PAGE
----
Algorithm analysis is an important topic in all aspects of computer science and many other fields, as it can affect your programs complexity and overall performance. The purpose of this series is to slightly cover some of the introductory concepts related to algorithms, and delve into a selection of sorts, searches, and a couple of artificial intelligence algorithms.
What is an Algorithm?
Seven Steps in the Software Life Cycle covered creating a structured, top-down method for the design and implementation of a program. Step four of this process was the algorithm, and was defined as an effective method for solving a problem expressed as a finite sequence of steps. The algorithm must be written very clearly, as not to cause misinterpretation, and is normally done in pseudocode. The algorithm should, when applied to the problem, solve it in a finite amount of time. Basically, you are writing a step by step set of instructions to accomplish a task. This same methodology can be observed in manuals, as they walk you step by step to accomplish different things in a timely manner.
How is efficiency measured?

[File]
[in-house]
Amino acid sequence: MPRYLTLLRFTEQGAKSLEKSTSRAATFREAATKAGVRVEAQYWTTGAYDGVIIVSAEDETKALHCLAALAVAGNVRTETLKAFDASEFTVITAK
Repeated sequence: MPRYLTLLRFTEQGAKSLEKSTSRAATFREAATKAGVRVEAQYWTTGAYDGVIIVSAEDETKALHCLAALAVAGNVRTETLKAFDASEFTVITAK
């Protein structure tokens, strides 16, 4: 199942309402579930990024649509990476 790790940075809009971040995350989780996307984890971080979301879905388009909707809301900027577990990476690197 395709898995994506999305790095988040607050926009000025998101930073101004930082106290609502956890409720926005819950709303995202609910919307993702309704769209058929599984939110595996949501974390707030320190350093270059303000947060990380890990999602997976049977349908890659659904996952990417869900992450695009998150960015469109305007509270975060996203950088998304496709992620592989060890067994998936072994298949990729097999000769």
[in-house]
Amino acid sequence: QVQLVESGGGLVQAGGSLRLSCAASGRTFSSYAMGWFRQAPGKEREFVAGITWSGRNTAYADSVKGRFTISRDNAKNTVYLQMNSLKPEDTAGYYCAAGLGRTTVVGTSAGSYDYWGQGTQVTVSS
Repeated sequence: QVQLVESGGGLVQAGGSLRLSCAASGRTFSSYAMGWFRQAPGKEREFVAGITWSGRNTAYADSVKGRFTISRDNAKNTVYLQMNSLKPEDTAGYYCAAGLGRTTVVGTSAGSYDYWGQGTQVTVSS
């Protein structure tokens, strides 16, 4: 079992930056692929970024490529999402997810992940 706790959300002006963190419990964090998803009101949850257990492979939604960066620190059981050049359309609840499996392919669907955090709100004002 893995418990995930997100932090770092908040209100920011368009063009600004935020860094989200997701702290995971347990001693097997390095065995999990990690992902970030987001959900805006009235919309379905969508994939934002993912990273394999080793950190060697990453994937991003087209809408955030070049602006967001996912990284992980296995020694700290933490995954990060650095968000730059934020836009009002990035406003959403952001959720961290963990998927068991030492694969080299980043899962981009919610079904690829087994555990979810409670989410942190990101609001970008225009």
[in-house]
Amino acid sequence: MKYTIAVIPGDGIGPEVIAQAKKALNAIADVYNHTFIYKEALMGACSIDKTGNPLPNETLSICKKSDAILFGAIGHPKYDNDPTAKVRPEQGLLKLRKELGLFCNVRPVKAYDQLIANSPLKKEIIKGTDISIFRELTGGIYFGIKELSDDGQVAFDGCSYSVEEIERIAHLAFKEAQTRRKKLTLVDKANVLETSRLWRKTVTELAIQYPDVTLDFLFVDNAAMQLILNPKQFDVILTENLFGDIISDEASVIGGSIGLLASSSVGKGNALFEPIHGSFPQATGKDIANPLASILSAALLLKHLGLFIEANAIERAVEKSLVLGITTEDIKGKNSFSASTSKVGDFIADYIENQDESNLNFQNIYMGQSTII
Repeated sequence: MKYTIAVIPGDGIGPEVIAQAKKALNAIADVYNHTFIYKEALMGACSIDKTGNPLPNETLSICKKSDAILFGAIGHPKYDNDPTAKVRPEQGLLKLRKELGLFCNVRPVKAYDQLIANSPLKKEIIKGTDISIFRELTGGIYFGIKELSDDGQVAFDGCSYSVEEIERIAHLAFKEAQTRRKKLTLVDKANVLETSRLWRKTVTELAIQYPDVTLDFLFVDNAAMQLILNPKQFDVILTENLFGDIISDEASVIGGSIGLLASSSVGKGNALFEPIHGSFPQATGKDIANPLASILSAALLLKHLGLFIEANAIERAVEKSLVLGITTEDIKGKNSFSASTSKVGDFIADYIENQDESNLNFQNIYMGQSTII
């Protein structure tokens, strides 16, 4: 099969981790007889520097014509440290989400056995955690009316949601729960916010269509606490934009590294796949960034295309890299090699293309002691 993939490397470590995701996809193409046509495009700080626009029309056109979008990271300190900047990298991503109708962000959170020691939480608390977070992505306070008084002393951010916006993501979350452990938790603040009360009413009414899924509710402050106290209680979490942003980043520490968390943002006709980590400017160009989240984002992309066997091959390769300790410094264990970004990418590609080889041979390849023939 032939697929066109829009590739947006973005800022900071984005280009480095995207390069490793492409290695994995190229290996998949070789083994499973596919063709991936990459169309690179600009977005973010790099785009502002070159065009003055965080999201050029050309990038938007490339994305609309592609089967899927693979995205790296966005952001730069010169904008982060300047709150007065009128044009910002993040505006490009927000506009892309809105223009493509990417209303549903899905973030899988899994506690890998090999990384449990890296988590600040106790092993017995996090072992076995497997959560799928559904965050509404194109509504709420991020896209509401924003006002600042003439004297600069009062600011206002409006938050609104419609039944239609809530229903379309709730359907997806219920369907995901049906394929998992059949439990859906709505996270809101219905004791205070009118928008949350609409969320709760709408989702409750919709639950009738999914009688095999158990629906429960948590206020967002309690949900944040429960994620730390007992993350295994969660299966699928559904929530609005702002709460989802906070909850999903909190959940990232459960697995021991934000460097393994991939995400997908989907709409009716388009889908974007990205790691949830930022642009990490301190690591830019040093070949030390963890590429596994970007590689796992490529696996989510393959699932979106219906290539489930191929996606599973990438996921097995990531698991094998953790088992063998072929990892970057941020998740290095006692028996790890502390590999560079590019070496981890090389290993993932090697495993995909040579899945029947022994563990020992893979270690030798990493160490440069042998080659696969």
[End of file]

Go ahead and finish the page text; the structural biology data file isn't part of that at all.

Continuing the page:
The Importance of Algorithms mentions that one of the most important aspects of an algorithm is how fast it is. This does not necessarily mean that the algorithm will perform the same for all situations, as performance can be affected by the computers configuration and the implementation of the algorithm’s code. This is why, they explain, you look at the runtime environment versus the size of your input. For example, if the input consists of N integers, an algorithm might have a runtime proportional to N2, represented as O(N2). This means that if you were to run an implementation of the algorithm on your computer with an input of size N, it would take C*N2 seconds, where C is some constant that doesn’t change with the size of the input.
The ordering of the data is important depending on the operation. Let’s take for example a sorting algorithm, which has N amount of integers for it’s input. The best case scenario would be that the data is already sorted, therefore the algorithm would simply run through and realize an already sorted array of data. On the other hand, the worst case would be an algorithm sorted in reverse order. This would cause the algorithm to have to reorder all the data, and would take the longest. Therefore, you will often see analysis refer to worst-case runtime, or the average-case runtime. The table below displays the approximate completion time for algorithms, N = 100. This table will be referred to in future post, as different algorithms are examined.
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